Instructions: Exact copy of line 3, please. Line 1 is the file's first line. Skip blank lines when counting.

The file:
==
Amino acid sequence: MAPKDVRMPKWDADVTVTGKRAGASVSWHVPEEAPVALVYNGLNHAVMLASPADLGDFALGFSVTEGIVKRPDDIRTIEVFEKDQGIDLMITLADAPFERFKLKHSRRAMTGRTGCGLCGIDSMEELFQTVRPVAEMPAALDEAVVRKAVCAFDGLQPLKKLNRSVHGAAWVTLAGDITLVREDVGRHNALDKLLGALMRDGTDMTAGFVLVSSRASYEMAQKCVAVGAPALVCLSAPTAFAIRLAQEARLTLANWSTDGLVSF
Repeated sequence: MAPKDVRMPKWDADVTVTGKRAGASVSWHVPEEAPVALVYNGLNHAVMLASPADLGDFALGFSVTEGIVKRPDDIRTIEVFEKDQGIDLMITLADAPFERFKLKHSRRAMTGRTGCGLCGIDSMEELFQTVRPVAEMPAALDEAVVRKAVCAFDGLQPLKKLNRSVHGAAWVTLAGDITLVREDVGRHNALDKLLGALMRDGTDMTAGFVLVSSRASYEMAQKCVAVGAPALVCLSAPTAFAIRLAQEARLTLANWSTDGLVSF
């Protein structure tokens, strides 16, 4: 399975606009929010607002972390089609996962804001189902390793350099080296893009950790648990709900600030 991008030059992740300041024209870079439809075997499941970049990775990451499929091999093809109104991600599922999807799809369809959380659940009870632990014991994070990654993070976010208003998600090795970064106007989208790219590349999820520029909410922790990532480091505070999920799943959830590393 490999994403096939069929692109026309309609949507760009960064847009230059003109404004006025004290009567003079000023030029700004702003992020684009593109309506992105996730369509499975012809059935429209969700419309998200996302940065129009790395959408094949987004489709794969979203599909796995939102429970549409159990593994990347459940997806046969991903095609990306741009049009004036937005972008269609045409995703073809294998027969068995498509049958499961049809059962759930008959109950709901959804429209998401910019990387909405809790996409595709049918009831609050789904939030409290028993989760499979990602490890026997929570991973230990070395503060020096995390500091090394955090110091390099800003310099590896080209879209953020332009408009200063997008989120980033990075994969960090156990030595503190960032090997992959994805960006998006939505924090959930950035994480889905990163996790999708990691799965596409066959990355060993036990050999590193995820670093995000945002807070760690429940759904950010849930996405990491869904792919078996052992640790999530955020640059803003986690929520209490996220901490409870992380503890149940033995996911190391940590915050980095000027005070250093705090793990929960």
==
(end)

């Protein structure tokens, strides 16, 4: 399975606009929010607002972390089609996962804001189902390793350099080296893009950790648990709900600030 991008030059992740300041024209870079439809075997499941970049990775990451499929091999093809109104991600599922999807799809369809959380659940009870632990014991994070990654993070976010208003998600090795970064106007989208790219590349999820520029909410922790990532480091505070999920799943959830590393 490999994403096939069929692109026309309609949507760009960064847009230059003109404004006025004290009567003079000023030029700004702003992020684009593109309506992105996730369509499975012809059935429209969700419309998200996302940065129009790395959408094949987004489709794969979203599909796995939102429970549409159990593994990347459940997806046969991903095609990306741009049009004036937005972008269609045409995703073809294998027969068995498509049958499961049809059962759930008959109950709901959804429209998401910019990387909405809790996409595709049918009831609050789904939030409290028993989760499979990602490890026997929570991973230990070395503060020096995390500091090394955090110091390099800003310099590896080209879209953020332009408009200063997008989120980033990075994969960090156990030595503190960032090997992959994805960006998006939505924090959930950035994480889905990163996790999708990691799965596409066959990355060993036990050999590193995820670093995000945002807070760690429940759904950010849930996405990491869904792919078996052992640790999530955020640059803003986690929520209490996220901490409870992380503890149940033995996911190391940590915050980095000027005070250093705090793990929960």